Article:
Scaled down to the size for 5 lbs of thrust, these pieces would be printed and glued / bolted together. Parts would be printed in the orientation shown in the disassembled snapshot, with no supports. Two tailpipe pieces would glue onto the combustion chamber. The petal valves would bolt through the valve plate into the intake cone by self-tapping an M3 screw into the hole. These parts would then bolt onto the combustion chamber using M3 screws, and a short piece of rubber hose would be used for clamping a small carburetor to the intake, such as from a moped or other small engine. It is suggested to print the petal valves from a semi-flexible material such as TPU or Ninjatek Cheetah or Armadillo filament.
For starting the engine, with the carburetor ready to flow fuel you would apply a vacuum cleaner to the tailpipe of the engine to draw the air/fuel mix through. For ignition, it might need to be something like a pair of sewing pins heated and pushed through into the combustion chamber until they nearly touch, and then on the outside hook wires from those to an electric grill ignition button.
Note that there is a non-zero chance that your vacuum cleaner may explode if it draws too much air/fuel mix in and any of that sees a spark from the vacuum's motor. Always make sure to follow safety rules regarding playing with fire, have an extinguisher ready, and most important of all whatever you do, make sure to film it!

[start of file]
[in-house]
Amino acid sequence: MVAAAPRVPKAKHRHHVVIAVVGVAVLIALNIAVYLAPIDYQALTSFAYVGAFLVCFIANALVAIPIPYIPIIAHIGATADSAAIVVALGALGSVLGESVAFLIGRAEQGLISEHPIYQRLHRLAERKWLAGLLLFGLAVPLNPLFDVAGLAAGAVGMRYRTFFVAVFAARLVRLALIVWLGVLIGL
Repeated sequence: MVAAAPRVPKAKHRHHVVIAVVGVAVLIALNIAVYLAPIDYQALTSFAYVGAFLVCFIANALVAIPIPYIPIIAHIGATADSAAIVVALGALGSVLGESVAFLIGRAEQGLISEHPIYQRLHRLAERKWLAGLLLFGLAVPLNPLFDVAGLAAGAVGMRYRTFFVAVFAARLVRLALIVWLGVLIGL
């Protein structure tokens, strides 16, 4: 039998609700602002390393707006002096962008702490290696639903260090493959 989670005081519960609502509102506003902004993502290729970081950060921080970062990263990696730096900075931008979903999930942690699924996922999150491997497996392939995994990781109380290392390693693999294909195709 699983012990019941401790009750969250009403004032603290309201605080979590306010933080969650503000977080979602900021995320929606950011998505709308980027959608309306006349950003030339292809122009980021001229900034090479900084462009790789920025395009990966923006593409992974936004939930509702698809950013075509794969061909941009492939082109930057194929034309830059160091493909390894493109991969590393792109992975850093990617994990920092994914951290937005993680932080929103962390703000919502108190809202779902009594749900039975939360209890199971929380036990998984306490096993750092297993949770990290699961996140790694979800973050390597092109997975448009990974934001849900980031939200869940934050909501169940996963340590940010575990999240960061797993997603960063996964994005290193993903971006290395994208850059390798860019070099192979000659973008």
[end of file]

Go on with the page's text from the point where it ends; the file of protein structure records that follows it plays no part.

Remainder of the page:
It is only expected that this engine would run for a few seconds before melting apart at the tailpipe, but if it can run self-sustaining for even a moment that would be a success. If a person were to print this with sparse fill from a water-tight filament, it might be possible to increase engine life by pouring water in and letting it freeze so that it has an ice jacket inside of the printed engine parts. But again, the point is just to see if the dimensions are correct to make it possible to get the sustained pulse jet combustion cycle to occur.
I will try to get one printed and tested soon, and will update with results.
Update 30DEC2017: Uploaded new .stl files in mm to avoid loss of quality in model when having to scale in slicer program from English to Metric. ChamberXL added which will only need a single tailpipe extension as it is taller, since my Rostock Max V3 can handle it. Attempting to print from PETG tonight.
Update 02JAN2018: After wiring up an ignition system and adding a carburetor and fuel system, we performed a few tests trying to start the engine. We used a vacuum on the tailpipe to prime the motor, drawing air/fuel through the carburetor to then be ignited electrically inside the engine. We did get one double-bang which I believe was the engine just barely trying to run, otherwise most were single bang's or a sustained flame only while the vacuum was on the tailpipe. Eventually everything melted apart before I could get the carburetor tuned and/or the vacuum method applied correct to get it to actually start running. But it definitely motivates us to move forward with the bigger project (see my other design for a 50lb thrust version made from welded sheet metal).